Over the last decade, I have written often about my love of great Pinot Noirs and how perfectly one pairs with wild Alaskan sockeye salmon. Recently, I had yet another hedonistic experience.
A few years ago, I was talking to my friend Jeff and he insisted I buy this Pinot Noir called Evening Land. He told me that it is very special, but it was way more than I would pay for a good bottle. I bought one bottle of the 2010 Evening Land Red Queen Seven Springs Pinot Noir from Willamette Valley in Oregon, and if I remember right, I paid about $80 for it. (By the way, the right way to say Willamette is to have it rhyme with “damn it.”)
One bottle can easily get lost in my cellar since I never put a tag on it. I was looking to find a nice Pinot to enjoy with our salmon one night and I came upon the Red Queen.
I have been using my sous vide to cook all my fish—and it is amazing. The fish always comes out perfect.
After it comes out of the sous vide, I usually sear it in my favorite frying pan for a couple of minutes. I wanted to try a little different marinade this time, so I took fresh lemons and oranges and juiced them, added a little real lavender honey (not infused), salt and pepper, fresh garlic, a little ginger, soy sauce and a small amount of olive oil. I put it all together and set in the fridge for about 30 minutes to infuse.
The wine was perfect with the salmon. It had all the right stuff. Luscious cherry, anise, with peppery and floral tones too. We enjoyed the wine in perfectly clean and polished Pinot Noir glasses.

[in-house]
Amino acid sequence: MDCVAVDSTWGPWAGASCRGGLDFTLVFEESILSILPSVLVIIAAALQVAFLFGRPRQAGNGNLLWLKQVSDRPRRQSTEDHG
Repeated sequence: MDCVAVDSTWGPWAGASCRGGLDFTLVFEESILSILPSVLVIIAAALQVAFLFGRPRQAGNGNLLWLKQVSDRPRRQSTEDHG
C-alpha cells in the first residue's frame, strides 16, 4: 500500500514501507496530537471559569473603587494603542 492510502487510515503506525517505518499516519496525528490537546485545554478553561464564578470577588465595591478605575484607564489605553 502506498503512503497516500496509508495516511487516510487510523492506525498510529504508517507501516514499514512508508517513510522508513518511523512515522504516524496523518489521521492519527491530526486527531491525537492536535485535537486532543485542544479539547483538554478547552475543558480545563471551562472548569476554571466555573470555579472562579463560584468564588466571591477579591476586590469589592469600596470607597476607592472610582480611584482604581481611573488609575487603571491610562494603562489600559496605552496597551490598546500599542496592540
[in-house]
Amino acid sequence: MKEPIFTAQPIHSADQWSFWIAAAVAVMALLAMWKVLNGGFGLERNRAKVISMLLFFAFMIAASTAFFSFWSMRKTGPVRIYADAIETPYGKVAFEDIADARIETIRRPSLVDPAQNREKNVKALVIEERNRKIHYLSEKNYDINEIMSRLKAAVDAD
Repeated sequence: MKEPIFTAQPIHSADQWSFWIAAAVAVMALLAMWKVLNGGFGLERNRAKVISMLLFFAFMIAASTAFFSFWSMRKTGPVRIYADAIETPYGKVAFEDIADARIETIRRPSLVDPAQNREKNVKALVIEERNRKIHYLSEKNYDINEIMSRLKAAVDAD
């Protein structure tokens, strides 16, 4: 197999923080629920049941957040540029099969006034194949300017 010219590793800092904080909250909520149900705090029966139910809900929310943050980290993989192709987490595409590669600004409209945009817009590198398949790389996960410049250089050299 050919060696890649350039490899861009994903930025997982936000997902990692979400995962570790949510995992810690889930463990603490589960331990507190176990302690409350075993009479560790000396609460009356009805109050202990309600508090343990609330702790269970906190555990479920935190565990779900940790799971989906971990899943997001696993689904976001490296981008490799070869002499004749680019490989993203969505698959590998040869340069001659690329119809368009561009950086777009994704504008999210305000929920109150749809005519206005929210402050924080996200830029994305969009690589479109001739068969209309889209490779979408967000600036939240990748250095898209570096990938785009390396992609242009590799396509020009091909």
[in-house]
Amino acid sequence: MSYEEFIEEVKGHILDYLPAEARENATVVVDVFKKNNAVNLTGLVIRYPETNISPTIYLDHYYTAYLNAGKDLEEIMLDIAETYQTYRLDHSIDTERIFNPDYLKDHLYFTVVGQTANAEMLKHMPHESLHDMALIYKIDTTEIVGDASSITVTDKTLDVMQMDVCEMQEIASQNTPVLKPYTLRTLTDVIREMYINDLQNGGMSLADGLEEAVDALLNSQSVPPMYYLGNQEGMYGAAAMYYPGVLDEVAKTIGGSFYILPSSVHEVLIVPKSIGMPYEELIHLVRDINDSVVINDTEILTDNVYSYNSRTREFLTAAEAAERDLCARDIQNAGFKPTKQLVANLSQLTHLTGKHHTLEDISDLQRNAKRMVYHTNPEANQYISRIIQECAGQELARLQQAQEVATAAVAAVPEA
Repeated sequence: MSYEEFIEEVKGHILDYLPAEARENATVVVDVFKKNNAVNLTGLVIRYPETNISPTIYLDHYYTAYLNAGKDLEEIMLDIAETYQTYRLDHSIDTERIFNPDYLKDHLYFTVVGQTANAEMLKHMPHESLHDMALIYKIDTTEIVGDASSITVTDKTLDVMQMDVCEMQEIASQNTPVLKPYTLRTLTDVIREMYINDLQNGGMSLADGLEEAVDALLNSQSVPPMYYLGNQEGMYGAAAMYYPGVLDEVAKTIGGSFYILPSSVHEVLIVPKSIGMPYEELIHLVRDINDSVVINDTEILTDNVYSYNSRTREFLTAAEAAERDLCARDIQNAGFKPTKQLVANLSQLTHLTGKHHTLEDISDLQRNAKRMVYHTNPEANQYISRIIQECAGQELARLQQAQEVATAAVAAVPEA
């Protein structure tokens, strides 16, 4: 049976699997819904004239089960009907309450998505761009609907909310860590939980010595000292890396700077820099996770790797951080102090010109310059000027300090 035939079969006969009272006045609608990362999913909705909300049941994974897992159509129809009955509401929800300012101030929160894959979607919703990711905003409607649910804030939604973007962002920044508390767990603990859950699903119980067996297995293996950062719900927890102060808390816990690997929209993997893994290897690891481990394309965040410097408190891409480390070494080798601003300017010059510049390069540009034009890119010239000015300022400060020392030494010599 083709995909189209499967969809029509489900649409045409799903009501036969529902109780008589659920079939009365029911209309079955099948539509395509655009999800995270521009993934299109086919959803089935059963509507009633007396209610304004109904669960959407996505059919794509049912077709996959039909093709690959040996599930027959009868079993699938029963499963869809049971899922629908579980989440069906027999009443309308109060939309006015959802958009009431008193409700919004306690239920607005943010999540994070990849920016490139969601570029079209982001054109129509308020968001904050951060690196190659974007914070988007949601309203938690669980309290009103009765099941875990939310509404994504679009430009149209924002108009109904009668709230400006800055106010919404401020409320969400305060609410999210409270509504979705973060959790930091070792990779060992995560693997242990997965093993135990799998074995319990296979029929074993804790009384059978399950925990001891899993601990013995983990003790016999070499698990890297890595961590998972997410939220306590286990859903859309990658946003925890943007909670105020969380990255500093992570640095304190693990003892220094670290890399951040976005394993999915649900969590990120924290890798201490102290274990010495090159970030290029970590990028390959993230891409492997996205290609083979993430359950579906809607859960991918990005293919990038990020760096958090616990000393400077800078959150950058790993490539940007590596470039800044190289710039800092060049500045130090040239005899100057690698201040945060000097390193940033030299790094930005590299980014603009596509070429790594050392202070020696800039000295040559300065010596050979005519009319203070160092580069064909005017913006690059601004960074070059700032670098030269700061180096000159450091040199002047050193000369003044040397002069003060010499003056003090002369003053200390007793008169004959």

Each bite of the fish and sip of the wine was something etched into our brain. A wonderful meal. While we love to eat out and frequently do, I also love to cook, and it would be very hard to find this meal at any restaurant.
My new favorite cooking gadget
Several years ago, I got a sous vide as a Christmas present and thought to myself: Do I need one more thing in my life?
The answer was yes.
I use my sous vide quite often. While it’s the perfect way to cook fish, it is also an amazing way to cook steaks and chops. Did I mention you can’t screw up your cooking with this? Just use the app to select the exact way you want your steak and it cooks it perfectly. Once it’s done, you can leave it for quite a while until the rest of your meal is complete.
While you can sear your sous-vide steak stovetop to give it a nice char, my favorite way to finish is to heat the grill to a high temperature and give it about one minute on each side.
More from the Colville kitchen
I’ll share a little secret with you. I’d almost prefer a great burger over most other dishes. My Weber grill is the place to cook these wonderful meals.
I love almost any red wine with my burger. Plenty of wines for $20 or less will go great.
The perfect accompaniment for burgers—as well as steaks or almost anything, really—is caramelized onions. All you need is onions and patience. (I have more onions than I do patience.)
Every summer I go to the farmer market almost every Saturday morning. I love the farmers market.
Once during the summer, I went on the hunt for every kind of onion at the farmers market and bought all the different types. The result: a delicious seven onion soup.
Warren T. Colville is publisher and president of The Buffalo News.
Story topics: Food & Drink